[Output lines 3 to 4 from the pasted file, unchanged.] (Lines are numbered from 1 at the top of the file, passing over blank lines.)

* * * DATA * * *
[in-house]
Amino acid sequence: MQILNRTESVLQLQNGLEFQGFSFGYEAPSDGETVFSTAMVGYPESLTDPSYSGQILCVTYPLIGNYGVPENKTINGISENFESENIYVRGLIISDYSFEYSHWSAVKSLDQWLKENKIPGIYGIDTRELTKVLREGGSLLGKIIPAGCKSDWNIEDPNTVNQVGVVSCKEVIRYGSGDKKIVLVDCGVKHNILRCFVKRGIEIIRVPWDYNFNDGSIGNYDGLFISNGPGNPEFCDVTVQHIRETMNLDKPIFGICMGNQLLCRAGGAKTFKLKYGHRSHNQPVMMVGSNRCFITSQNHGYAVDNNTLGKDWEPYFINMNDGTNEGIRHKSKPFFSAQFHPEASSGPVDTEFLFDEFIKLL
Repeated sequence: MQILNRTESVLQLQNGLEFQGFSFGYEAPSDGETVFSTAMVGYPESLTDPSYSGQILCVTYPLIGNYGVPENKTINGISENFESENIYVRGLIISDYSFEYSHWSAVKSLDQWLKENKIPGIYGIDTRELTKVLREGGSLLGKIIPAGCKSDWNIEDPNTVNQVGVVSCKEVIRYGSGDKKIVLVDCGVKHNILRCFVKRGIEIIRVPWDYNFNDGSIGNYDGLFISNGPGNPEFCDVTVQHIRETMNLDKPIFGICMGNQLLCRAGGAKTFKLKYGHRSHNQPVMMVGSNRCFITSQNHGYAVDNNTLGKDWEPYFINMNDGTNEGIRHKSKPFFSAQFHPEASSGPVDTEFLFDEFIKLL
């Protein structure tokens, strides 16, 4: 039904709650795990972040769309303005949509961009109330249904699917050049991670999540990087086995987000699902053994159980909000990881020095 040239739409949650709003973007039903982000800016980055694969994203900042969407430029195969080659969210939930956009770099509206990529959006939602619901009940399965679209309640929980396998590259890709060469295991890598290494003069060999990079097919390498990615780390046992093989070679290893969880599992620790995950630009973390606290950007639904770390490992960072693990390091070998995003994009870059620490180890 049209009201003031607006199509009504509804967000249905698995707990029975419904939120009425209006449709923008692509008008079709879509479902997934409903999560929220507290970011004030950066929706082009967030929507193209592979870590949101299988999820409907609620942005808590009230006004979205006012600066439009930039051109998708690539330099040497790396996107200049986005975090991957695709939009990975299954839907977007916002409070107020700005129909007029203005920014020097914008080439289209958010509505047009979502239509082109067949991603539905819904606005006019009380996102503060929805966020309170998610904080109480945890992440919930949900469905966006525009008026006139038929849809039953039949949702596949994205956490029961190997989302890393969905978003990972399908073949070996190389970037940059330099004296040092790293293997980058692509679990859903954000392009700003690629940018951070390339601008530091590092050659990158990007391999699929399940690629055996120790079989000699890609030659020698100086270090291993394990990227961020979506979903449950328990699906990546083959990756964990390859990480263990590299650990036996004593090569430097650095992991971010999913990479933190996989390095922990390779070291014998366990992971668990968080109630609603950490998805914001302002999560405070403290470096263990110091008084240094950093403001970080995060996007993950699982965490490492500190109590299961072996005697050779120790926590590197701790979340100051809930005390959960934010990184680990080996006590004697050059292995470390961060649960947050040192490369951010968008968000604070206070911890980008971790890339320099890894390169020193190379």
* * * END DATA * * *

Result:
Repeated sequence: MQILNRTESVLQLQNGLEFQGFSFGYEAPSDGETVFSTAMVGYPESLTDPSYSGQILCVTYPLIGNYGVPENKTINGISENFESENIYVRGLIISDYSFEYSHWSAVKSLDQWLKENKIPGIYGIDTRELTKVLREGGSLLGKIIPAGCKSDWNIEDPNTVNQVGVVSCKEVIRYGSGDKKIVLVDCGVKHNILRCFVKRGIEIIRVPWDYNFNDGSIGNYDGLFISNGPGNPEFCDVTVQHIRETMNLDKPIFGICMGNQLLCRAGGAKTFKLKYGHRSHNQPVMMVGSNRCFITSQNHGYAVDNNTLGKDWEPYFINMNDGTNEGIRHKSKPFFSAQFHPEASSGPVDTEFLFDEFIKLL
């Protein structure tokens, strides 16, 4: 039904709650795990972040769309303005949509961009109330249904699917050049991670999540990087086995987000699902053994159980909000990881020095 040239739409949650709003973007039903982000800016980055694969994203900042969407430029195969080659969210939930956009770099509206990529959006939602619901009940399965679209309640929980396998590259890709060469295991890598290494003069060999990079097919390498990615780390046992093989070679290893969880599992620790995950630009973390606290950007639904770390490992960072693990390091070998995003994009870059620490180890 049209009201003031607006199509009504509804967000249905698995707990029975419904939120009425209006449709923008692509008008079709879509479902997934409903999560929220507290970011004030950066929706082009967030929507193209592979870590949101299988999820409907609620942005808590009230006004979205006012600066439009930039051109998708690539330099040497790396996107200049986005975090991957695709939009990975299954839907977007916002409070107020700005129909007029203005920014020097914008080439289209958010509505047009979502239509082109067949991603539905819904606005006019009380996102503060929805966020309170998610904080109480945890992440919930949900469905966006525009008026006139038929849809039953039949949702596949994205956490029961190997989302890393969905978003990972399908073949070996190389970037940059330099004296040092790293293997980058692509679990859903954000392009700003690629940018951070390339601008530091590092050659990158990007391999699929399940690629055996120790079989000699890609030659020698100086270090291993394990990227961020979506979903449950328990699906990546083959990756964990390859990480263990590299650990036996004593090569430097650095992991971010999913990479933190996989390095922990390779070291014998366990992971668990968080109630609603950490998805914001302002999560405070403290470096263990110091008084240094950093403001970080995060996007993950699982965490490492500190109590299961072996005697050779120790926590590197701790979340100051809930005390959960934010990184680990080996006590004697050059292995470390961060649960947050040192490369951010968008968000604070206070911890980008971790890339320099890894390169020193190379």